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HIV Risk Linked To Womens' Sexual Rights

Fall 1996

While a lack of respect for women's sexual and reproductive rights is a world-wide problem, HIV positive women suffer a clear violation of these rights in many societies, especially in developing countries.

Around the world, cultural and religious traditions have blocked broader recognition of issues related to gender and sexuality. Female genital mutilation, early and compulsory marriage of girl children, sexual exploitation, abuse and rape of girls and women, and the lack of any opportunity for may women to refuse unprotected sex all contribute to the high risk of HIV infection among women. And all represent clear violations of women's sexual rights.

Social Pressure

Latin America is a region where Catholicism is the dominant religion and abortion is illegal. Ironically, HIV+ women in this region suffer social pressure to interrupt their pregnancies by resorting to unsafe abortions, with the accompanying high risk of severe health problems or death. In many countries, as well, women living with HIV have no access to family planning services, and are sometimes obliged to undergo sterilization or other procedures that they do not freely choose.

Compulsory Testing

Compulsory HIV/AIDS testing of pregnant women is a common practice around the world, even in countries where compulsory testing is supposedly illegal. Often, the purpose of the test is to prevent risks to health workers, not to provide care to women and their babies. Pregnant women who are HIV+ may also be forced to undergo AZT treatment on the basis that it will prevent transmission of the virus to their unborn children. In some developing countries, drugs are often administered without adequate controls, in violation of established treatment protocols.

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Women living with HIV face increased marginalization and stigma, particularly because their serological status raises doubts of suspicions related to their sexual behavior. They also suffer coercion and violence in the denial of their sexual and reproductive and economic rights. They are generally expected to interrupt their sex lives and forego childbearing to avoid transmitting the virus. In Africa and Asia, if they are married and their husbands die, they are likely to lose their properties and be abandoned by their families. In these regions, many widows are obliged to prostitute themselves and/or their children to survive.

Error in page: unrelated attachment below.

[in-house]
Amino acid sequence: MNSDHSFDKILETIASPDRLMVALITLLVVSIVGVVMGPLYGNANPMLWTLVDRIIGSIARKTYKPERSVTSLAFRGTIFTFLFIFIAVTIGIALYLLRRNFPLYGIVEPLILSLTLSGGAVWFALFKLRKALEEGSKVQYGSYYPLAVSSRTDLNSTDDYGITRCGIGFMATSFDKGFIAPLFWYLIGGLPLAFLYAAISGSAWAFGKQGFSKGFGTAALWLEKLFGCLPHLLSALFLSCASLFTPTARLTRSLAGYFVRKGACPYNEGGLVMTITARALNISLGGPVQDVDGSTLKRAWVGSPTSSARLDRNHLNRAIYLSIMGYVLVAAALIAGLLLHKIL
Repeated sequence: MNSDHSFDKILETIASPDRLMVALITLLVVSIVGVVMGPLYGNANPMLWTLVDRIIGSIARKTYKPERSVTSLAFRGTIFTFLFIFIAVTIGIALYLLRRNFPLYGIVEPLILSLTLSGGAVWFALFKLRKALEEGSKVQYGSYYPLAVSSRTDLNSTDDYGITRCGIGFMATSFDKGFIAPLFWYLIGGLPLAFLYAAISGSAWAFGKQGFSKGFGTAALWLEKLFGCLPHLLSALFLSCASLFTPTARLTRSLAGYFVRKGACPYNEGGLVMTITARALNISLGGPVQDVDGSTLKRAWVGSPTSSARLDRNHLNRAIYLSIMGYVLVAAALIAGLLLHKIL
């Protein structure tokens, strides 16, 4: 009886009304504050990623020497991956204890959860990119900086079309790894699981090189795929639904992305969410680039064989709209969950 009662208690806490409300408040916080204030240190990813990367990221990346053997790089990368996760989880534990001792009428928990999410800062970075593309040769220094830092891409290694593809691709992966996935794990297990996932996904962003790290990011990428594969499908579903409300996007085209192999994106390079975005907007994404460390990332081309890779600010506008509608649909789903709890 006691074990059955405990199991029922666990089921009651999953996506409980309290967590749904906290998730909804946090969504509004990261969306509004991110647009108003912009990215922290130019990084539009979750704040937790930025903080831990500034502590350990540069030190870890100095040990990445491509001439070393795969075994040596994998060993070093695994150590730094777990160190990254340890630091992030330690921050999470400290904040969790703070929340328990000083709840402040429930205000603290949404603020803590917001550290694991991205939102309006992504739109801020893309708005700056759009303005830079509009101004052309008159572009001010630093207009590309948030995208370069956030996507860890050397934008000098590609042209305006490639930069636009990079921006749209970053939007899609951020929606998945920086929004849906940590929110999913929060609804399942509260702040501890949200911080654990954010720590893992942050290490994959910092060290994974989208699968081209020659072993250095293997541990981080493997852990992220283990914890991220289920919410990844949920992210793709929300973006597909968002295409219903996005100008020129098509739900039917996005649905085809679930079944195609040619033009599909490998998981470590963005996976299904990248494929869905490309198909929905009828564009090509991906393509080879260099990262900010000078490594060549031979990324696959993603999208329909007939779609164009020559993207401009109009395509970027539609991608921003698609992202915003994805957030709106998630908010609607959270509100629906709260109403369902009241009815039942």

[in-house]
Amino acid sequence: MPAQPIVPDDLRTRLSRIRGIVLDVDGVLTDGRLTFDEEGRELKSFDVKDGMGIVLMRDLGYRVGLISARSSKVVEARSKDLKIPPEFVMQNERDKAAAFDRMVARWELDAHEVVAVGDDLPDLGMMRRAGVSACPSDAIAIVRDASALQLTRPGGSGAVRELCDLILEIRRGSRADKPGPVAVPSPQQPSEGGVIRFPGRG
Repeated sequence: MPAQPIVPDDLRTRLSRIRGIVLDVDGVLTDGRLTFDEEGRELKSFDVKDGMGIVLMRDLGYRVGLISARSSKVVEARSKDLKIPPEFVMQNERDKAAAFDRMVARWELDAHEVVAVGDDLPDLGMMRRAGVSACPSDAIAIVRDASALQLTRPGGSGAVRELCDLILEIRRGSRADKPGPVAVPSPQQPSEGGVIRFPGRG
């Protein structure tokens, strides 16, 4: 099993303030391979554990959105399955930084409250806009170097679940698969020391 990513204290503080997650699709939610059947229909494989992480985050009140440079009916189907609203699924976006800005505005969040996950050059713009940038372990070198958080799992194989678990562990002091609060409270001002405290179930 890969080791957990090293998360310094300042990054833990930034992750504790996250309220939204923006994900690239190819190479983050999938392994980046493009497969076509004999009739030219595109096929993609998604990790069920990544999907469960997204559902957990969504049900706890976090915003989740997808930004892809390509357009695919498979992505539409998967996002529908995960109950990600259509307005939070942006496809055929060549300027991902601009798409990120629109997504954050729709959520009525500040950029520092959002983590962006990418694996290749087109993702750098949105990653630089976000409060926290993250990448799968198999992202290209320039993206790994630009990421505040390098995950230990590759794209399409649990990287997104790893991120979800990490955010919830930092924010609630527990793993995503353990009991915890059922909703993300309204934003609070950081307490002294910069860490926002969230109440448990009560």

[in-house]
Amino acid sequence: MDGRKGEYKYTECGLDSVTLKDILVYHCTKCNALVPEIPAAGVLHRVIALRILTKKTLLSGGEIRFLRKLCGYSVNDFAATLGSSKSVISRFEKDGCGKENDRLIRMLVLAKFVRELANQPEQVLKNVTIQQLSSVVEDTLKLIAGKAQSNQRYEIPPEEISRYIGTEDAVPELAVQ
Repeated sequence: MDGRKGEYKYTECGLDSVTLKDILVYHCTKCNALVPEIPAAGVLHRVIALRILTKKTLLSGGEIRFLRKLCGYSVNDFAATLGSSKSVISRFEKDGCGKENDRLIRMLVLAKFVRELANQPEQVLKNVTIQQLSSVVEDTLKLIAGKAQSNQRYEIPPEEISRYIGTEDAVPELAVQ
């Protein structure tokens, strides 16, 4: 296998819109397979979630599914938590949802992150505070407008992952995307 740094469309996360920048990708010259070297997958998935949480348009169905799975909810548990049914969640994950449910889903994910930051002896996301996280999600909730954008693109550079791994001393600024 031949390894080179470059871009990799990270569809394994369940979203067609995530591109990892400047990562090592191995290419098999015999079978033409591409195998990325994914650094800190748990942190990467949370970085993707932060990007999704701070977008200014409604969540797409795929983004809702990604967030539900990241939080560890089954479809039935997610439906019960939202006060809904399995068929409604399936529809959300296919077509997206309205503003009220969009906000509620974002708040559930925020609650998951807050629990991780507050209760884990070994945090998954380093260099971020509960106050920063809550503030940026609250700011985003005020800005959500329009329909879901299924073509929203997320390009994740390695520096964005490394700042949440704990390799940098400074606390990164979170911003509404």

Health Services

No effort to guarantee women's sexual and reproductive health will be complete without a comprehensive range of health services, including birth control counseling, access to contraceptives, and STD & AIDS prevention and treatment services which must be delivered in a way that eliminates discrimination of the basis of HIV status.

Yet, this basic standard might well be considered utopian at a time when both the quantity and quality of health services in poorer countries is woefully inadequate. Structural adjustment policies applied in most developing countries have led to significant reductions in health services in general, and in women's health care in particular.

Meanwhile

Meanwhile, population policies generally lead to the violation of women's sexual and reproductive rights. In anti-natalist countries, family planning is promoted without adequate counseling, often with limited effort to ensure a free and informed choice among contraceptive methods. In natalist countries, meanwhile, women's reproductive rights are violated by a lack of family planning and legal abortion services. The common denominator is that women's reproductive choice becomes a contradiction in terms. Too often, as well, STD programs treat infected women as "vectors" of disease, rather than ill individuals who need treatment and care.

In the months and years ahead, all of these breaches of women's reproductive rights must receive the same critical attention as other flagrant human rights violations. There is no doubt that education and effective empowerment of women is one of the keys to slowing the transmission of HIV.

Mabel Bianco, MD is president of the Foundation for Studies and Research on Women (FEIM). Reprinted from The Daily Progress (JULY 8, '96)

Seduction Or Abuse?

Editors comment: At one session where a male doctor from Africa presented findings from a study in an area where a belief system exists that young girls must have sex by the age of 6 or 8 or they will not develop breasts, or walk correctly. This presenter repeatedly used the term "seduction" saying that it's traditional to seduce young girls. A woman from the audience (also from Africa) challenged him at the open microphone and asked why he did not call this "abuse" because indeed this is sexual abuse of girls. The doctor only remarked that he prefers to call it seduction. When the woman tried to reply, she was told by the panel moderator that there wasn't enough time to "debate" this issue.

If we can't talk about this at the International AIDS Conference, then where and when can we address such issues?



  
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This article was provided by Women Alive. It is a part of the publication Women Alive Newsletter.
 
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